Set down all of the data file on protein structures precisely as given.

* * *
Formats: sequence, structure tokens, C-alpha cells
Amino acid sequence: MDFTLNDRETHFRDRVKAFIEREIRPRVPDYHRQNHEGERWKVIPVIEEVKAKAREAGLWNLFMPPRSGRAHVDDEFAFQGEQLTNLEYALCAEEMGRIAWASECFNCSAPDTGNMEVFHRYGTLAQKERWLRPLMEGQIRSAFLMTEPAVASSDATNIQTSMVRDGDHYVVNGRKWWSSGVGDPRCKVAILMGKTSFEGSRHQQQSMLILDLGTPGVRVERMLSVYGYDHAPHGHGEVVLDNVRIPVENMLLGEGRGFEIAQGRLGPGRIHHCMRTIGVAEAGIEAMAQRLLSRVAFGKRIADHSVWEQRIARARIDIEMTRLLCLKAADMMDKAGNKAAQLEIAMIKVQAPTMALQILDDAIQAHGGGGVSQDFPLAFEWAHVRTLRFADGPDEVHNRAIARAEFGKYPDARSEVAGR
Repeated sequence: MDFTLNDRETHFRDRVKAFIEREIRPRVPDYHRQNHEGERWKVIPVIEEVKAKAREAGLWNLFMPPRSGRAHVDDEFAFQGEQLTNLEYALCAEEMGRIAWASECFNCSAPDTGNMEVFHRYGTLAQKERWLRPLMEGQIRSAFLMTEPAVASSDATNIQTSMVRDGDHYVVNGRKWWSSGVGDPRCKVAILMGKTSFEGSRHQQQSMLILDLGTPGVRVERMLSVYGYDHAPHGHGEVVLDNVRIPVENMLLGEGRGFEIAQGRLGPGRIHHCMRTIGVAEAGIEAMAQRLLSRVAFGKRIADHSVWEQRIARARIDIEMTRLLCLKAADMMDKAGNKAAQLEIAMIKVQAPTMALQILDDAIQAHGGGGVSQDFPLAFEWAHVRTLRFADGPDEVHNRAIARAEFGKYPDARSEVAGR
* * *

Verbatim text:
Formats: sequence, structure tokens, C-alpha cells
Amino acid sequence: MDFTLNDRETHFRDRVKAFIEREIRPRVPDYHRQNHEGERWKVIPVIEEVKAKAREAGLWNLFMPPRSGRAHVDDEFAFQGEQLTNLEYALCAEEMGRIAWASECFNCSAPDTGNMEVFHRYGTLAQKERWLRPLMEGQIRSAFLMTEPAVASSDATNIQTSMVRDGDHYVVNGRKWWSSGVGDPRCKVAILMGKTSFEGSRHQQQSMLILDLGTPGVRVERMLSVYGYDHAPHGHGEVVLDNVRIPVENMLLGEGRGFEIAQGRLGPGRIHHCMRTIGVAEAGIEAMAQRLLSRVAFGKRIADHSVWEQRIARARIDIEMTRLLCLKAADMMDKAGNKAAQLEIAMIKVQAPTMALQILDDAIQAHGGGGVSQDFPLAFEWAHVRTLRFADGPDEVHNRAIARAEFGKYPDARSEVAGR
Repeated sequence: MDFTLNDRETHFRDRVKAFIEREIRPRVPDYHRQNHEGERWKVIPVIEEVKAKAREAGLWNLFMPPRSGRAHVDDEFAFQGEQLTNLEYALCAEEMGRIAWASECFNCSAPDTGNMEVFHRYGTLAQKERWLRPLMEGQIRSAFLMTEPAVASSDATNIQTSMVRDGDHYVVNGRKWWSSGVGDPRCKVAILMGKTSFEGSRHQQQSMLILDLGTPGVRVERMLSVYGYDHAPHGHGEVVLDNVRIPVENMLLGEGRGFEIAQGRLGPGRIHHCMRTIGVAEAGIEAMAQRLLSRVAFGKRIADHSVWEQRIARARIDIEMTRLLCLKAADMMDKAGNKAAQLEIAMIKVQAPTMALQILDDAIQAHGGGGVSQDFPLAFEWAHVRTLRFADGPDEVHNRAIARAEFGKYPDARSEVAGR